Itchgrass Control with Herbicides

Weed control programs based on triazines (atrazine and metribuzine), chloroacetamides (Dual, Harness, Micro-Tech, etc.), and the combinations thereof (Ex. Bicep) are not effective for itchgrass control (9). Pendimethalin (Prowl) applied preemergence (PRE) at 3 to 4 pints per acre controls itchgrass effectively in several crops (3). However, late-season emergence is possible and follow up postemergence (POST) treatments could be needed. For POST control in broadleaf crops the graminicides fluazifop-P (Assure), haloxyfop (Galent), quizalofop-P (Assure), and diclofop (Hoelon) are all effective treatments (3). Nicosulfuron (Accent) and primisulfuron (Beacon) are the only effective treatments POST in conventional corn. Research in Louisiana corn production indicates that nicosulfuron is more effective than primisulfuron and the addition of the nonionic surfactant Induce® improves control with both products (9). However, with the introduction of glyphosate resistant crops, this weed has become less of a problem in southern crops because glyphosate is highly effective toward itchgrass. The most effective control programs for itchgrass would include both pendimethalin for PRE control and glyphosate resistant technology and glyphosate or other effective POST products for late season escapes.

 

Figure 3
Figure 3. Strong, well-developed prop roots are typical of itchgrass and one key identifier of mature plants.

 

Literature Cited

  1. Barkworth, M.E., K.M. Caples, S. Long, and M.B. Piep., ed. 2003. Flora of North America. Oxford University Press. In vol. 25, part 2, pp. 691-692.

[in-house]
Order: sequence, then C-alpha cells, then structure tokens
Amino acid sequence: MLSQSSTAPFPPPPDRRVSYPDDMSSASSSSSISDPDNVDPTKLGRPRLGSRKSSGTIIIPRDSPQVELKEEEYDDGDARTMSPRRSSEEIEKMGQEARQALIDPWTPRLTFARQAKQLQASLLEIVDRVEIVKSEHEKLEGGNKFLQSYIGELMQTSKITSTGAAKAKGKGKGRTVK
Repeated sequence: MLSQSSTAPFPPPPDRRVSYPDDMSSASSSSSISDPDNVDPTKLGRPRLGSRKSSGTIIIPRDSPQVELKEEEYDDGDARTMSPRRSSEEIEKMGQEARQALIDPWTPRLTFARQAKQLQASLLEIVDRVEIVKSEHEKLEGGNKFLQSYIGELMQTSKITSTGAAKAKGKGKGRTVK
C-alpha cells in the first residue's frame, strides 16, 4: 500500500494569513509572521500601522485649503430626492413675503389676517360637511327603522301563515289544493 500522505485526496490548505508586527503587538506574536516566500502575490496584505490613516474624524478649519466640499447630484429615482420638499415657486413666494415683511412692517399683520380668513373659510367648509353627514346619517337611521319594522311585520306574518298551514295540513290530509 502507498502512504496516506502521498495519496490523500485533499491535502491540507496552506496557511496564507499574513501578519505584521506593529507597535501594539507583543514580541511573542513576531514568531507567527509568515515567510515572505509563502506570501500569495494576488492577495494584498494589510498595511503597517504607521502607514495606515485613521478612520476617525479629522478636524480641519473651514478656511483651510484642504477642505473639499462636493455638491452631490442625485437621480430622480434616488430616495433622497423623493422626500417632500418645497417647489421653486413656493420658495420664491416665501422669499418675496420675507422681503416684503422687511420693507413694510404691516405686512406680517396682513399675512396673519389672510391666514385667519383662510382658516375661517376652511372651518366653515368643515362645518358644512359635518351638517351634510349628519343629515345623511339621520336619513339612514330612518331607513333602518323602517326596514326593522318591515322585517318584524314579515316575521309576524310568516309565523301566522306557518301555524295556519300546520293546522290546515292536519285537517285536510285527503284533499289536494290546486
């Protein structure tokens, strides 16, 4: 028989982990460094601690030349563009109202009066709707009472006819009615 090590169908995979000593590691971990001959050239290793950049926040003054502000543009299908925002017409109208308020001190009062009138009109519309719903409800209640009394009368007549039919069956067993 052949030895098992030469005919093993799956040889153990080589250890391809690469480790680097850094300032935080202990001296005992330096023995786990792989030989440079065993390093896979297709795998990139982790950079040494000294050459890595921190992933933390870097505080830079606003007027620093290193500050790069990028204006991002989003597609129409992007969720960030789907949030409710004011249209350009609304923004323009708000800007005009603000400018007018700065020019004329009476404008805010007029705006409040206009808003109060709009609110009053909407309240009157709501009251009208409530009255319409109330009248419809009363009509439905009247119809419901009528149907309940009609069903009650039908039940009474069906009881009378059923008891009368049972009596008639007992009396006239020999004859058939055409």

2. Casini, P., V. Vecchio, and I. Tamantini. 1998. Allelopathic interference of itchgrass and cogongrass: germination and early development of rice. Tropical Agriculture 75:445-451.
  3. Griffin, J.L. 1991. Itchgrass (Rottboellia cochinchinensis) control options in soybean (Glycine max). Weed Technology 5-426-429.
  4. Hall, D.W. and D.T. Patterson. 1992. Itchgrass-stop the trains? Weed Technology 6:239-241.
  5. Heap, I. 2007. International survey of herbicide resistant weeds. www.weedscience.org. Accessed: October 25, 2007.
  6. Lejeune, K.R., J.L. Griffin, D.B. Reynolds, and A.M. Saxton. 1994. Itchgrass (Rottboellia cochinchinensis) interference in soybean (Glycine max). Weed Technology 8:733-737.
  7. Patterson, D.T., C.R. Meyer, E.P. Flint, and P.C. Quimby, Jr. 1979. Temperature responses and potential distribution of itchgrass (Rottboellia exaltata) in the United States. Weed Science 27:77-82.
  8. Strahan, R.E., J.L. Griffin, D.L. Jordan, and D.K. Miller. 2000. Influence of adjuvants on itchgrass (Rottboellia cochinchinensis) control in corn (Zea mays) with nicosulfuron and primisulfuron. Weed Technology 14:66-71.
  9. Strahan, R.E., J.L. Griffin, D.B. Reynolds, and D.K. Miller. 2000. Interference between Rottboellia cochinchinensis and Zea mays. Weed Science 48:205-211.

Virginia Cooperative Extension materials are available for public use, reprint, or citation without further permission, provided the use includes credit to the author and to Virginia Cooperative Extension, Virginia Tech, and Virginia State University.

Issued in furtherance of Cooperative Extension work, Virginia Polytechnic Institute and State University, Virginia State University, and the U.S. Department of Agriculture cooperating. Edwin J. Jones, Director, Virginia Cooperative Extension, Virginia Tech, Blacksburg; M. Ray McKinnie, Interim Administrator, 1890 Extension Program, Virginia State University, Petersburg.

Publication Date

May 1, 2009